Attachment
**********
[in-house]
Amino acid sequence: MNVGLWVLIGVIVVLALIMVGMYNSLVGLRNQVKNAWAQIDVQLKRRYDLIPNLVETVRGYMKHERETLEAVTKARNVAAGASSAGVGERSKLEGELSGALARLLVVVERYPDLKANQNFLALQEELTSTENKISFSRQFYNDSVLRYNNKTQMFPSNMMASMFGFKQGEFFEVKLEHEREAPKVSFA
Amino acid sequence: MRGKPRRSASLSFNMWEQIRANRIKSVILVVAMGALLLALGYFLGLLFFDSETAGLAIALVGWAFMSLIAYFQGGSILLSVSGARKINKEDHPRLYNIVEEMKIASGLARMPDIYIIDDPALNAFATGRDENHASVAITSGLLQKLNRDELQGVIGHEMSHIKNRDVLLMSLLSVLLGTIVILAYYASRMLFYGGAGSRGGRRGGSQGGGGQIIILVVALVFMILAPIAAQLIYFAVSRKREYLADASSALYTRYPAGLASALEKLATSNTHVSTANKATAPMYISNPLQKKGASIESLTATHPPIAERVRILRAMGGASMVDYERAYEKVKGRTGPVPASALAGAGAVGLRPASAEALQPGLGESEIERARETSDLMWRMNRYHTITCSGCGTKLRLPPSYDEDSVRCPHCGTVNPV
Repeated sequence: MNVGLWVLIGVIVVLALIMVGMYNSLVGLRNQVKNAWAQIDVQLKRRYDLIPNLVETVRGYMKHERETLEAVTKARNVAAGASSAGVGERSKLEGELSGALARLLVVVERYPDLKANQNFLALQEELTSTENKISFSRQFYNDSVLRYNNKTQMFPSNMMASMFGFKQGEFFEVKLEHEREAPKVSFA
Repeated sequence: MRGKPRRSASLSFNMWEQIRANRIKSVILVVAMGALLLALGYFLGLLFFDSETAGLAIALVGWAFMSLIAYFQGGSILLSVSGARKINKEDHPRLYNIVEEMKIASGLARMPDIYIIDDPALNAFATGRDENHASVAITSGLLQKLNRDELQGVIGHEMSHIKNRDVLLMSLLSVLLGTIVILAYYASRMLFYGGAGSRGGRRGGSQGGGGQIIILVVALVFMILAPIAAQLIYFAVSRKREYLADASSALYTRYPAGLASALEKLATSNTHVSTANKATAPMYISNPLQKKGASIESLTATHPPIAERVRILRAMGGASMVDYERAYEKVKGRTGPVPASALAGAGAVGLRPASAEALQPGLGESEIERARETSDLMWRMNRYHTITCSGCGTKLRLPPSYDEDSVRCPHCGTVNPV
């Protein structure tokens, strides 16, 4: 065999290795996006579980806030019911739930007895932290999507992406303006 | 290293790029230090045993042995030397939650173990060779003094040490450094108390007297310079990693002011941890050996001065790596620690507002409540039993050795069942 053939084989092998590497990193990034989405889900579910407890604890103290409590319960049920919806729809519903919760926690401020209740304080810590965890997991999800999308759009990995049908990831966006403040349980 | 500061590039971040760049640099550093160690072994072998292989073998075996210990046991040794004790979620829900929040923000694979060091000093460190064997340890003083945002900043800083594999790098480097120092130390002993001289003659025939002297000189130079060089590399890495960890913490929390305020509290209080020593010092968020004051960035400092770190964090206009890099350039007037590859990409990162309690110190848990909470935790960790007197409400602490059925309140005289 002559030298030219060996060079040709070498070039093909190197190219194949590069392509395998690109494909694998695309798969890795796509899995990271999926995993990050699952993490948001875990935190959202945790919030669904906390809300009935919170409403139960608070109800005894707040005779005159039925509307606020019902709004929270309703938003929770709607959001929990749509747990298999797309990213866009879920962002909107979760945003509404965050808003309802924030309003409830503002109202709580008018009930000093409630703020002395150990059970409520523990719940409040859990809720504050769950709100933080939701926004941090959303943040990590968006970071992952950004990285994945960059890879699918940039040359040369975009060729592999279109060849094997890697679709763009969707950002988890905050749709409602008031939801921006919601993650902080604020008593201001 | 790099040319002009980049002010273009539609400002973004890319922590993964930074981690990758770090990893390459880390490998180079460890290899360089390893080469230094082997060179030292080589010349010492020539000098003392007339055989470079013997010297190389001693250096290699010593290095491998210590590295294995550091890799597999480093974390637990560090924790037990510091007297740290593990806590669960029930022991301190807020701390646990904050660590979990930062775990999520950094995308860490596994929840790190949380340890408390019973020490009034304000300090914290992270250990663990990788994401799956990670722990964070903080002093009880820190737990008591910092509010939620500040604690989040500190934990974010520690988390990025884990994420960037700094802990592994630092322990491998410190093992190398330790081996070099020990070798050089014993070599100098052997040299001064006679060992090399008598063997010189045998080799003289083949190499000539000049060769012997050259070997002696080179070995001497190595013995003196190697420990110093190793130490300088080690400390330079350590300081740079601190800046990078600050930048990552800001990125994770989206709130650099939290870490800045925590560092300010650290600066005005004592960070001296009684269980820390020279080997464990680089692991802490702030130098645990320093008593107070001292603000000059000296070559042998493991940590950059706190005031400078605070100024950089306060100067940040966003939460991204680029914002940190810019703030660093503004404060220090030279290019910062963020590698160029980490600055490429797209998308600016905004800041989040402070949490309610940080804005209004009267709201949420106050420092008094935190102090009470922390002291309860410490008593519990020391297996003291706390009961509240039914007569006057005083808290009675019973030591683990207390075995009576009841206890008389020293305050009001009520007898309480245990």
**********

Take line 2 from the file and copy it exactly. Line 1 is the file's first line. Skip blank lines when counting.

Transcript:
Amino acid sequence: MNVGLWVLIGVIVVLALIMVGMYNSLVGLRNQVKNAWAQIDVQLKRRYDLIPNLVETVRGYMKHERETLEAVTKARNVAAGASSAGVGERSKLEGELSGALARLLVVVERYPDLKANQNFLALQEELTSTENKISFSRQFYNDSVLRYNNKTQMFPSNMMASMFGFKQGEFFEVKLEHEREAPKVSFA